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January 7, 2011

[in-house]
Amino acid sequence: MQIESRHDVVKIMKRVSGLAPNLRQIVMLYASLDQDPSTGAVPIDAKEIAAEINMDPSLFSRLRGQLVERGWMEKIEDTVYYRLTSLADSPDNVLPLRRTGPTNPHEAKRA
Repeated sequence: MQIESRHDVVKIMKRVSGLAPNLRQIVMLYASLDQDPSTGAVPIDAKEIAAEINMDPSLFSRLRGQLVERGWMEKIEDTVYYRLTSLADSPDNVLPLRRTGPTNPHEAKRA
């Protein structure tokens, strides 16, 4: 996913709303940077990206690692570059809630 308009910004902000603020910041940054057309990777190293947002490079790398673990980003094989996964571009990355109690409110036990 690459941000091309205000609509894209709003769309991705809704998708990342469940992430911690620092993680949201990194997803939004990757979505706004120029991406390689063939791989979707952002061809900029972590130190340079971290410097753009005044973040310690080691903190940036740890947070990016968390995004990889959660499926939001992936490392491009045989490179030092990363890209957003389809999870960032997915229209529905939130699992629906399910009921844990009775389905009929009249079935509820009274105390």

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HERITAGE FLORIDA JEWISH NEWS, JANUARY 7, 2011 PAGE 15A By Ruth Ellen Gruber rather than its much more complex, and healthy, reality." BUDAPEST (JTA)--The rise A timely and important of Hungary's far-right Jobbik new book puts contemporary Party has ratcheted up debate Hungarian anti-Semitism into about anti-Semitism in this perspective. Based on studies country and focused attention carried out since the early on the seeming paradoxes of 1990s, "The Stranger at Hand: Jewish life here. Antisemitic Prejudices in Post- On the one hand, a recent Communist Hungary" is the articleinGermany'sDerSpiegd most comprehensive analysis described Budapest as "Eu- to date of the scope and impact rope'scapitalofanti-Semitism,' of the phenomenon. It's just where Jews are "being openly too bad that its $131 price tag intimidated" and making plans will put it out of reach of many to leave the country, potential readers. On the other, Hungary is Written by Andras Kovacs, a home to a flout, ishing and sociologist at Budapest's Cen- multifaceted Jewish life that tral European University who finds vigorous public expres- has devoteddecadestotracking sion in religious, cultural and both the development of anti- even culinary ways, and also Semitismandthedevelopment enjoyshigh-profilegovernment of Jewish life and identity here, recognition, the book presents a highly IsawthismyselfatChanukah complex and sometimes con-. when I munched on latkes at tradictory picture. a Friday night oneg Shabbat, A large part of Hungar- sampled doughnuts at a sit- ian society, both Jewish and down dinner for Holocaustsur- non-Jewish, is convinced that vivors,joined20-somethingsat anti-Semitism has increased a riotous klezmer/hip-hop gig, in Hungary since the fall of and just missed witnessing the communism, Kovacs writes. foreign minister, Budapest's "What is said on the street, mayor and other VIPs help written in newspapers, and light a big menorah set up in heardontheradiocarfanddoes the center of town. give rise to concern," he writes. While anti-Semitism re-"Are the fears legitimate?" mains a serious concern in The answer, he told JTA in this central European coun- an interview, is a mix of yes, no try, Budapest~based Jewish and maybe. writerAdam LeBorwrote inthe Jobbik, with its anti-Semitic Economist, the Der Spiegel ar- rhetoric and virulently anti- ticlewasaone-sideds~reedthat Roma, or Gypsy, political plat- portrayedtheJewishexperience form, won nearly 17 percent of in Hungary "solely through the the vote in April elections and warpedprismofanti-Semitism entered Parliament as Hun- gary's third-largest party. But What is different and much recent evidence Shows that it more alarming, according to has been losing support amid Kovacs, is how the type and divisive internal squabbles, and expression of anti-Semitism is newly imposed legal measures changing within that propor- have clamped down hard on its tion.Foronething, thepercent- once-fearedparamilitarywing, age of political anti-Semites the Hungarian Guard. has grown. These political Still, Jobbik did not emerge anti-Semites, hesaid, are"more fromthinair, andKovacs'sbook urban, better educated and traces the evolution of several relatively younger" than they anti-Semitic trends against a tended to be in the past. shiftingbackgroundofpolitical Jobbik's key leaders, for and social change, example, are youthful,- clean He identifies three main cut, and media and Internet- types of anti-Semitism in savvy--factors that helped Hungary. The first is "classic" enhance their appeal ahead of anti-Jewishprejudice, basedon the April vote. social andreligiousstereotypes Related to this is the way that date back centuries and hate speech among the g~/neral were kept alive, if suppressed, public has been emboldened by undercommunism.Thesecond the open use of anti-Semitic occurs when anti-Semitism and anti-Roma rhetoric by becomesasortof"languageand extreme right public figures. culture" that fosters a general Kovacs calls this a "dangerous anti-Semitic worldview. The dynamic." thirdispoliticalanti-Semitism, He said young people in "where political activists dis- particular frequently seem to cover that they can mobilize lose their inhibitions, and their certain social groups by using use of slurs against Jews and anti-Semiticsloganstoachieve Roma often goes unchecked their own goals." by parents, teachers and other Kovacs' research shows the authority figures. recentgrowthinanti-Semitism "We know that people are to be qualitative rather than muchmorecautiousinexpress- quantitative. Surveys show that ing their prejudices if they think 10 to 15 percent of Hungarians thatitisnotlegitimate,"Kovacs are hard-core anti-Semites, said."Butwhentheyrealizethat while another 25 percent nur- so-called important people use tures anti-Jewish prejudices to this language openly, they feel some degree, they can use it as well. This is Contrary to popular percep- what we feel now in Budapest." tion, Kovacs said, these figures What follows is unclear. So "have increased to some extent far, Jobbik'santi-Jewish rhetoric but not dramatically over the seems aimed at creating a body past 17 years." of like-minded followers rather Ruth Ellen Gruber The Jewish culture festivat in Budapest in 2009 shows the flourishing side of Jewish life in the Hungarian capital, but the city also has been called "Europe's capital of anti- Semitism." than serving as a rallying cry for concrete political action against Jews, according to Kovacs. But could the extreme right eventually elevate political anti-Semitism into a force with significan~ mainstream influence? Kovacs thinks it's unlikely, but ultimately, he writes in his book, it will depend on how Hungary's mainstream cultural and political leaders react to any attempts to~'transform the prejudice that once affected the margins of Hungarian society into a language, culture and ideology." Ruth Ellen Gruber's books include "National Geographic Jewish Heritage Travel:A Guide to Eastern Europe," "Letters from Europe (and Elsewhere)," and "Virtually Jewish: Re- inventing Jewish Culture in Europe." She blogs on Jewish heritage issues at http://jewish- By Jasmina Kelemen CARACAS, Venezuela (JTA)--On a balmy tropical evening in early December, a few hundred families, mostly of Moroccan descent, gathered to inaugurate the first phase of what eventually will be a grand, two-story marble shul in a wealthy Caracas neighborhood. Among them, Claudio Be- naim's family beamed as Be- naim stood with Rabbi Isaac Cohen as he recited a-prayer into a microphone and affixed a mezuzah on the synagogue's doorpost. Others admired the new fiat-screen TVs listing daily prayer times. " Outside, young men in khakis bearing walkie-talkies scrutinized everyone entering the new shul, called Tiferet Israel del Este, After another synagogue was attacked in early 2009, a police van was stationed there around the clock, monitoring those enter- ing the building's usable areas. Butthe policevanwas canceled monthsago---=one tangible sign that this community is breath- ing easier after a nadir for the Venezuelan Jewish community following Israel's war in Gaza two years ago. "We feel OK as Jews," said Benaim, a father of three. "As can be seen throughout the diasporas, the community remains and endures." Whether the Venezuelan Jewish communitywill endure is still an open question in a countrywhere the population is dwindling rapidly due to aging and emigration. But the main challenge to the community in the last couple of years--a notably hostile tone from the government of President Hugo Chavezmappears to have subsided. Venezuelan Jews celebrate the opening of a ne~ synagogue Jasmina Kelemen in Caracas last month. During and immediately after the Gaza war of two years ago, local Jews felt in the crosshairs as government de- nunciations of Israeli military actions grew virulent. Chavez demanded thatthe community rebuke Israel for.its conduct in ' Gaza, expelled Israeli diplomats from the country, and reached out to Iranian President Mah- moud Ahmadinejad. Against that backdrop, van- dals attacked the largest and oldest synagogue in Caracas, Tiferet Israel Mariperez, and defaced it with anti-Semitic graffiti. Jews here were shocked by the attack, unusual for a country not known for anti- Semitism. The sophistication of the attack, coupled with two police raids on the community's hub, Club Hebraica, ostensibly in search of aweapons cache, prompted many Jews here and elsewhere to point their fingers at the government. Observers also blamed Chavez for unleashing a surge in anti-Semitic expression among his supporters on state-sponsored media. The president repeatedly called Israel a genocidal s~te, darkly VenezuelanConfederationofIs- warning in one seech that rae!iteAssociations.Untilthen, Israelwas supportig the Ven- Venezuela's f6reign minister ezuelanoppositionadsending had acted as a liaison with the Mossad agents to ssassinate Jewish i:ommunity--stoking him. Governmenl3ponsored concernsthatJewswereviewed media equated Zitaism with as foreigners rather than as Nazismandcalledo local Jews Venezuelan citizens. to publicly denouce Israeli At the meeting, held Sept. actions or risk boyotts. 16, the Jewish confederation Over the last fop months, presented the president with however, Chavez las shifted a detailed list of anti-Semitic his tone, recently ~ying that statements made on state- anti-Semitism haslo place in sponsored TV channels in Venezuela. 2010 and requested that he "Revolutionaris ~cannot make clear that his remarks be anti-Semites," thavez said criticizing Israel should not during a rally for he United be interpreted as an attack SocialistPartyofVeezuelajust against Jews. They also asked prior to legislative lections in forarestorationoftiesbetween late September. Venezuela and Israel. Community menbers as- "Forus, nothavingrelations cribethechangetozlinterview with Israel is a major problem, that Fidel Castro, tie one-time not a minor problem," said Sa- leader of Cuba aad one of Iomon Cohen, president of the Chavez's communst heroes, Jewish confederation. "Israel is gave to an Americm reporter our spiritual center:' inSeptemberinwhi:hhemade Chavez said he would con- statementsrejectinlanti-Sem- sider the requests, according to itism. A few days ater the in- thosepresentatthemeeting, but terview was publisted, Chavez he has yet to offer a formal re- requested a meetirg with the sponse. However, anti-Semitic main Jewish comnunity or- expressions in state-sponsored ganization in the ountry, the media have subsided. ~r "Chavez himself publicly cline by half, to approximately rejected anti-Semitic mani- 10,000, over the past 10 years. festati0ns, and fromthis mo- That time also coincides with ment, the situation has 'im- Chavez's presidency, when proved,' with anti-Semitism rising crime, a deteriorating remaining at a relatively lower economy andthe growingpitch level; in the written press and of-anti-Semitic statements in websites, we see a decrease in government-sponsored media regards to the quantity," said convinced many it was time a recently published Jewish to leave. confederation report that Now,: Jewish community tracked anti-Semitism in leaders say that emigration Venezuela from January to andagingareprovingtobethis October 2010. community'S real challenges. "I hope that this calm that "Our numbers are getting weareexperiencingnowl~sts," smaller, and we're getting Cohen said. older," Cohen said. However, there remain . Violence is often citedas the concerns that events in the primaryreasonforemigration. Middle East easily could cause "Anti-Semitism, as such, anti-Semitismtoresurface, the is not the community's main report said, problem," said Max Sihman, Asidefromthepoliticalrum- a Jewish business owner who blings, daily Jewish life persists held economic posts in previ- without discrimination, The ous administrations. "The community's religious andso- main reason for families in cial institutions operate freely the community emigrating and security is provided by the is insecurity. Kidnappings are state when requested. Club becoming more intense with Hebraica, the community's each day. Many families have most visible symbol of Jewish already sent their children life, runs a wide variety of edu- abroad." cational, cultural, religious and Sihman left Venezuela last social activities, offering K.12 year, moving to Costa Rica. education, athleticsclubsforall While the population has ages and cultural events for the dwindled, it is still large enough wider community, to sustain a palpable sense of But while Venezuelan Jews community, accordingtoAbra- may not feel threatened by" ham Levy Benshimol, director anti-Semitism, theyarethreat- of the Center for Sephardic enedby general violence in the Studies in Caracas. country. The number of violent Benshimol, 77, said that the civilian deaths in Venezuela in most important indicator of a 2009 was almost four times ~ continuing Jewish presence higher than in Iraq, according here is the number of students to the Venezuela Observatory enrolled at the school in He- of Violence. braica. Offering a rare glimmer That's one of the main, of hope, he saidthat afteryears reasons that Venezuela--a of consecutive declines, the country that once offered number of students seems to shelter to Jewish refugees flee, have stabilized. ing Hitler and beckoned others "We don't know what the as a land of opportunity--has futurewillbring,"hesaid."The seen its Jewish community de- next five years will be crucial."